Literary Elements In Perfume

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It is very common for authors to use a variety of literary elements in their work to produce an effect for readers. For instance, in Perfume: The Story of a Murder, the author Patrick Suskind uses different techniques to serve different purposes. The story of Perfume is set in eighteenth century France, and follows the journey of a man who murders young and innocent girls for their scent: Jean-Baptiste Grenouille. Suskind is able to communicate a message to his readers and make clear the moral of the story. Through his use of setting, symbolism, and minor characters Suskind shows social, racial and class differences in Perfume: The Story of Murderer. To begin with, Suskind relies heavily on his use of setting in his novel Perfume to show social differences in his story Perfume. Perfume takes place in France during the eighteenth century. This time period is also known as the Age of Reason, a time when “individuals had freedom to pursue happiness, and it is said to be the beginning of an open society”. In the story, people, including Grenouille himself, began to make their own theories of existence. In the first page of the novel, Suskind…show more content…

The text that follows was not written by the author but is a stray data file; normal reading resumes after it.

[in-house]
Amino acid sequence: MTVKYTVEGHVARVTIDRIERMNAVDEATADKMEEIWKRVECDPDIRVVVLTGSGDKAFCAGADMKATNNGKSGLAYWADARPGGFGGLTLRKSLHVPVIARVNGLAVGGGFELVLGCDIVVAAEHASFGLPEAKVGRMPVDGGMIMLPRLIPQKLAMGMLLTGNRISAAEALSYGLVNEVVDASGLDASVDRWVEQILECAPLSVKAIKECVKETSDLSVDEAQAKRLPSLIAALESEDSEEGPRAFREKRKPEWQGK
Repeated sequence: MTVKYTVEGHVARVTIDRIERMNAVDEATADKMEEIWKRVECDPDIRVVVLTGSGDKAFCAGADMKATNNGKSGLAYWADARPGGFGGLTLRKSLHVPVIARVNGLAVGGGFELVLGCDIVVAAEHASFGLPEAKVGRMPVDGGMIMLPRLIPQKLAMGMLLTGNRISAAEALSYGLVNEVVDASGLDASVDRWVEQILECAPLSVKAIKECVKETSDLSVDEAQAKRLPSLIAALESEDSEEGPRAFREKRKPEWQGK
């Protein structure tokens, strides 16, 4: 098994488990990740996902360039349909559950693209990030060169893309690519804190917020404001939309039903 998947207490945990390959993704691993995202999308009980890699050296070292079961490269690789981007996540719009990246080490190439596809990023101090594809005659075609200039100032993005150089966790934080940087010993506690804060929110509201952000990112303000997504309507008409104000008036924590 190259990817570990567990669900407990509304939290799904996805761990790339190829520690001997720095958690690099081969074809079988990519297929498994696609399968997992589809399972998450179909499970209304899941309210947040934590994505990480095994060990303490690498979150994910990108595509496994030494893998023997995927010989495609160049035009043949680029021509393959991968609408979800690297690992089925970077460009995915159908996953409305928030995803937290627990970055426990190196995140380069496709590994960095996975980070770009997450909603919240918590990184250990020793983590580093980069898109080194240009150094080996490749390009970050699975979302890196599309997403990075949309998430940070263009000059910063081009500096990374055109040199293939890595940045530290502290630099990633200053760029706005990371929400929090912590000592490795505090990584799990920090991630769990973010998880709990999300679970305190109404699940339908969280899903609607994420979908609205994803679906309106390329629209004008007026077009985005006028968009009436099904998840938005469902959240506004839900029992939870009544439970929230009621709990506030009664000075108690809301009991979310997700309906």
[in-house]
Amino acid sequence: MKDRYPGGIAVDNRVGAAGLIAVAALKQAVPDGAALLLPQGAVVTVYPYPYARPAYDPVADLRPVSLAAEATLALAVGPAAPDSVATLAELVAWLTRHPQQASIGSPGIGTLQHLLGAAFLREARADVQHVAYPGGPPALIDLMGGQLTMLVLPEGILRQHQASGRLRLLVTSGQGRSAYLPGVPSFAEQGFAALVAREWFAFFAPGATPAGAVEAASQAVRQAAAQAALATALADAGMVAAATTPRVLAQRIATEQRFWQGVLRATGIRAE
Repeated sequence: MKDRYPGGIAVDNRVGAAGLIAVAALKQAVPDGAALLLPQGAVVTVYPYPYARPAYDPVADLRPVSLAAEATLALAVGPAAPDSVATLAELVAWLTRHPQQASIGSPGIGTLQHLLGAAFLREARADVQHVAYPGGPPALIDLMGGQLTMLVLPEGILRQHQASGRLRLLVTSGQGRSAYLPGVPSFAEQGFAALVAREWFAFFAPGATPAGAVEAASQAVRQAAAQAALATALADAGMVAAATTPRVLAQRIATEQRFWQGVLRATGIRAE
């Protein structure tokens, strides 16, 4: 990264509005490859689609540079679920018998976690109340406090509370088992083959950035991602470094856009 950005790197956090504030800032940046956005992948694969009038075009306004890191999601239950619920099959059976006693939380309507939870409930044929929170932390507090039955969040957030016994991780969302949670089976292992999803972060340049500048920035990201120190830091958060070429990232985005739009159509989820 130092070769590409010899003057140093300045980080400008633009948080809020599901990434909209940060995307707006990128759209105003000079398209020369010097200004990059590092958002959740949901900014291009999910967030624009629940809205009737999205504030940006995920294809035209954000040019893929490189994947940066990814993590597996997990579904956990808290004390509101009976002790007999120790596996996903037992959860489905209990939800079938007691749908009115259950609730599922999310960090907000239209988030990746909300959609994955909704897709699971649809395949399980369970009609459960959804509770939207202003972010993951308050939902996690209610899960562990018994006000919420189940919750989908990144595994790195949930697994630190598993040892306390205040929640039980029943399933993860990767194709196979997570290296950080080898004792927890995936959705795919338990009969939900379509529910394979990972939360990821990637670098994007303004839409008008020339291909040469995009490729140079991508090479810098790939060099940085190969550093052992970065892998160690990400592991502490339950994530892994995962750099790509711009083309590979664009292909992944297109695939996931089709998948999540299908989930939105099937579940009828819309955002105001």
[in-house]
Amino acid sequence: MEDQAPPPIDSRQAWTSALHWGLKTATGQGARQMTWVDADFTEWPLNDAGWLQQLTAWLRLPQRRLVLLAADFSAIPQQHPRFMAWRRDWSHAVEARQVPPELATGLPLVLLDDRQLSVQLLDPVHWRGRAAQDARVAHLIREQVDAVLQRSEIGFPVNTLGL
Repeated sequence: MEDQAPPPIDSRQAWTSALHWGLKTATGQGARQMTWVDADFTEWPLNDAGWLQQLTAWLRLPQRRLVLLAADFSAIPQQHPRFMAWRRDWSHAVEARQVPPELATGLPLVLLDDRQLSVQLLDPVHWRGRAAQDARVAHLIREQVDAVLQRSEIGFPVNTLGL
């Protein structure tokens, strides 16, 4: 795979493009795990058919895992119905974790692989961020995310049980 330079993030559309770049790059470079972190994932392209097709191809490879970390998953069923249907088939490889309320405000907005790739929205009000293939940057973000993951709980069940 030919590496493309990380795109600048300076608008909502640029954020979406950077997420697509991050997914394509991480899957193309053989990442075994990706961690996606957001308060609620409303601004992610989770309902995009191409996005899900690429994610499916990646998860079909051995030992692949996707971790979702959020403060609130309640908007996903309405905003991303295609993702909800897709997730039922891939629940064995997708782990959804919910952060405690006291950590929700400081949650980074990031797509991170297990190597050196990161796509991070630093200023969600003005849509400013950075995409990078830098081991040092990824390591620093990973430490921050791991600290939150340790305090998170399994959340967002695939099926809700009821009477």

They are said to be the famous black guards who possessed arrogance, misanthropy, immortality, or wickedness. Suskind stated, “if his[Grenouille’s] name-in contrast to the names of other gifted abominations, de Sade’s, for instance, or Saint-Just’s, Fbuche’s, Bonaparte’s, etc.-has been forgotten today, it is certainly not because Grenouille fell short of those more famous blackguards when it came to arrogance, misanthropy, immorality, or, more succinctly, to wickedness, but because his gifts and his sole ambition were restricted to a domain that leaves no traces in history: to the fleeting realm of scent” (pg. 3). Suskind also mentions many aspects of society in France through stench. Suskind stated, “there reigned in the cities a stench barely conceivable to us modern men and women.
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